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All organisations, business or otherwise, suffer a degree of wasted human energy that detracts from efficiency and effectiveness. It may surface as misdirected effort, indecision, confusion, unresolved and recurring problems or boredom. In extreme forms it may manifest as mistrust, hostility, cynicism, low morale, factionalism, inertia, inflexibility and passive resistance.
Nowhere is this waste more easily demonstrated than in meetings. For many organisations they have become a particularly expensive way of conducting business.
Face-to-face meetings between executives are amongst the most expensive activities in the western world. [Most] are doomed to failure because their purpose has not been accurately identified, the participants aren't sure where they're heading, they are not conducted properly, and their results aren't measured. (Terry Robins-Jones, University of South Australia.)
Meetings are an important and often the principal way in which groups and teams proclaim themselves a community of interest, attempt to act collectively and behave in ways that help to define and manifest the culture. The activities and success of groups of all kinds rely heavily on their outcomes. For most workers they occupy a heavy percentage of the working week. Most managers spend between 35% and 70% of their time at meetings. Ninety percent of most executives' working days are occupied by meetings with at least one other person.
But for many organisations, meetings have become a particularly expensive way of conducting business because they are characterised by practices that actively inhibit useful outcomes.
During my 69 years in industry, I figure I have attended more than 40,000 meetings – an average of two or three per workday. About 30,000 of those meetings could have been shorter or not held at all. Half of our time is spent in meetings. If done better, you can get the time down by half.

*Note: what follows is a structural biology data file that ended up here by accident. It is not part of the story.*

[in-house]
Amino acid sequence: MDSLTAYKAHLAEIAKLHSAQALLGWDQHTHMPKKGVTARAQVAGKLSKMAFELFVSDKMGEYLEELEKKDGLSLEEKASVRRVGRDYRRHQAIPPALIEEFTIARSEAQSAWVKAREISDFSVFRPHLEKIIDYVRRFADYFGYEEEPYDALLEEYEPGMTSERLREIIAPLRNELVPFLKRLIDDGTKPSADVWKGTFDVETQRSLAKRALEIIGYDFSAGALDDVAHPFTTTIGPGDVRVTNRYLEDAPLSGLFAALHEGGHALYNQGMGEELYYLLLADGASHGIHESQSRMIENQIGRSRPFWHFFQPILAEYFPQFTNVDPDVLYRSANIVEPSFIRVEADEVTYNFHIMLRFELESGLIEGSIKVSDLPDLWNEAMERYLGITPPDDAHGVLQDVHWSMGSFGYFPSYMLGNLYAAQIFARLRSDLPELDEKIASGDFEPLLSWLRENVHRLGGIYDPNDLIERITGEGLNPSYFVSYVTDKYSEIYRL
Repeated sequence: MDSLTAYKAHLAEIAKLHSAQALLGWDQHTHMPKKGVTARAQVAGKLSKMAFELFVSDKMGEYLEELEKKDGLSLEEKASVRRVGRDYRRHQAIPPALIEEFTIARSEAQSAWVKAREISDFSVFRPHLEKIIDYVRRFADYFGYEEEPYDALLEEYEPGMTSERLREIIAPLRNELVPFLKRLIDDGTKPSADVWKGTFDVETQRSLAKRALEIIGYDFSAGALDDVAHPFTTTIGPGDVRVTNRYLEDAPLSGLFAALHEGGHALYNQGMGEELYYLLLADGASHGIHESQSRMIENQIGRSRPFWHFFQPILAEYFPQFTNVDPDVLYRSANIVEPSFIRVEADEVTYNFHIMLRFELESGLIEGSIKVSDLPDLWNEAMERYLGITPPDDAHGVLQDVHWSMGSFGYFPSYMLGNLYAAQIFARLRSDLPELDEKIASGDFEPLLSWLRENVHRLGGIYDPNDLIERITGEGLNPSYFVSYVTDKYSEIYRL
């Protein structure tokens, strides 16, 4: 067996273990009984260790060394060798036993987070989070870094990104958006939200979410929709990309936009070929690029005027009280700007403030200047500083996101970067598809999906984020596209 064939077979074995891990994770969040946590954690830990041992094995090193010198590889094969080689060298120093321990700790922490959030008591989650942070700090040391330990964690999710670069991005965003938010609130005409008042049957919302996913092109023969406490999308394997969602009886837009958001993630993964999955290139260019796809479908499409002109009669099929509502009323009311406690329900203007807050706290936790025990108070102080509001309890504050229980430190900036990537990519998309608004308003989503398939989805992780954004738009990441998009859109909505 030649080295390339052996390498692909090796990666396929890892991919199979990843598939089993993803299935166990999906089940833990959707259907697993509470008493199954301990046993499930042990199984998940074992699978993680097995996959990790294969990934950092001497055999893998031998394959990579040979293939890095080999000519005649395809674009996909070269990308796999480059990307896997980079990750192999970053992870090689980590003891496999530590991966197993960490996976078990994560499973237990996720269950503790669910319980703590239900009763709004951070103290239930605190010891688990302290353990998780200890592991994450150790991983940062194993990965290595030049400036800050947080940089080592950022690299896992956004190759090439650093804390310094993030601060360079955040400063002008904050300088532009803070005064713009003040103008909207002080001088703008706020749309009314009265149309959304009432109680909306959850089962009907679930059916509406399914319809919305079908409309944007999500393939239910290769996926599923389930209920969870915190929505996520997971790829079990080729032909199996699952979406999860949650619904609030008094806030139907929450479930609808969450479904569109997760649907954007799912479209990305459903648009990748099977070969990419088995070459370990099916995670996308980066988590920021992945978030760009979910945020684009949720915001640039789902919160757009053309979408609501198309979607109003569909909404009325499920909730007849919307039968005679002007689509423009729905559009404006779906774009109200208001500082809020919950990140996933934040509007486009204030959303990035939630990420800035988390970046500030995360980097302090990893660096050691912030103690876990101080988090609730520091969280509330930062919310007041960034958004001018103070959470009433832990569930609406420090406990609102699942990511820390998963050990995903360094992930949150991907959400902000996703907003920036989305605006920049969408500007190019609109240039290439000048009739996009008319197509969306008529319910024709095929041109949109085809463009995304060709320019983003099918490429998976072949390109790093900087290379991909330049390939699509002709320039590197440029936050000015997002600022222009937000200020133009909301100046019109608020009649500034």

Simon Ramo: "Meetings, Meetings, and More Meetings."
Very many of these occasions are characterised by practices that actively discourage good outcomes. Individual participants may have a hazy desire of what they might characterise as "an effective meeting" but collectively hold no agreement on what constitutes one; no strategy or practical plans for guiding group functioning, development and success.
It is rare to find meetings in which the meeting's manager ("chair", leader or facilitator), treats participants as customers or clients of this function, even within otherwise "customer-focused" organisations. Their feedback and other involvement in monitoring, refining and evaluating the effectiveness of meetings is not sought and consequently the gap between what they need and what is actually delivered, grows continually wider.
A competently-facilitated meeting in which focus, energy, creative thinking and group achievements are high is much more than a tool for efficiency and effectiveness. It is also a great opportunity for high-yield collaboration and commitment, and a powerful strategy for enhancing people's development.
Our publications, 1:1 or group mentoring support, assessment processes and training can help you:
- Make better decisions about when and when not to conduct a meeting.
- Confidently assume the mantle of group facilitator (manager, chair, leader).
- Have fewer, shorter meetings
- Conduct meetings that are fit for purpose, focused, efficient, creative and enjoyable.
- Involve the wider group in ways that attend efficiently to the organisation's primary task, and increase people's capacity for it.
- Accept responsibility for managing both the content (the what - task, agenda, business of the meeting) and the process (the how - methods and procedures used to achieve the purpose, deal with the agenda and each other).
- Acquire the interpersonal effectiveness to act as guardian of these things on behalf of the full group.
- Encourage participants to share increasing responsibility for the effectiveness of meetings.
- Find and apply constructive decision-making models, problem clarification and problem-solving methods, conflict-resolution models, means of checking progress, and methods of evaluating the effectiveness of the meetings.
- Activate a plan for the continuous improvement of your meetings.
- Apply processes to large meetings (such as conferences) that maximise involvement and get the best from the participants.
Contact Tom Watkins to discuss your interest in this topic.
Click here to subscribe Tom's occasional blog, Thriving Matters.
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